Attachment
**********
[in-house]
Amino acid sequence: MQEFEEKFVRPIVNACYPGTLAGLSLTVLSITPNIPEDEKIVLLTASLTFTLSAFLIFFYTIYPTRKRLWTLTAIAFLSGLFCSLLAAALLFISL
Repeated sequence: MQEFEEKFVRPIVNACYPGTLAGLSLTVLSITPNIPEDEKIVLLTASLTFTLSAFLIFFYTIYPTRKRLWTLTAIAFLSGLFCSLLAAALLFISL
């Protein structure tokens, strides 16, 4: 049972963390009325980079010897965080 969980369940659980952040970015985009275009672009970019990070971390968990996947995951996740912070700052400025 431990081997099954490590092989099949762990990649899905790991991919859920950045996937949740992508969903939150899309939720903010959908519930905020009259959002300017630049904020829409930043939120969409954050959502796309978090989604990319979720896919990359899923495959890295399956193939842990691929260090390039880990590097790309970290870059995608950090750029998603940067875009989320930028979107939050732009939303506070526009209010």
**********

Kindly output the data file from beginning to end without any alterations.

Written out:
[in-house]
Amino acid sequence: MQEFEEKFVRPIVNACYPGTLAGLSLTVLSITPNIPEDEKIVLLTASLTFTLSAFLIFFYTIYPTRKRLWTLTAIAFLSGLFCSLLAAALLFISL
Repeated sequence: MQEFEEKFVRPIVNACYPGTLAGLSLTVLSITPNIPEDEKIVLLTASLTFTLSAFLIFFYTIYPTRKRLWTLTAIAFLSGLFCSLLAAALLFISL
């Protein structure tokens, strides 16, 4: 049972963390009325980079010897965080 969980369940659980952040970015985009275009672009970019990070971390968990996947995951996740912070700052400025 431990081997099954490590092989099949762990990649899905790991991919859920950045996937949740992508969903939150899309939720903010959908519930905020009259959002300017630049904020829409930043939120969409954050959502796309978090989604990319979720896919990359899923495959890295399956193939842990691929260090390039880990590097790309970290870059995608950090750029998603940067875009989320930028979107939050732009939303506070526009209010």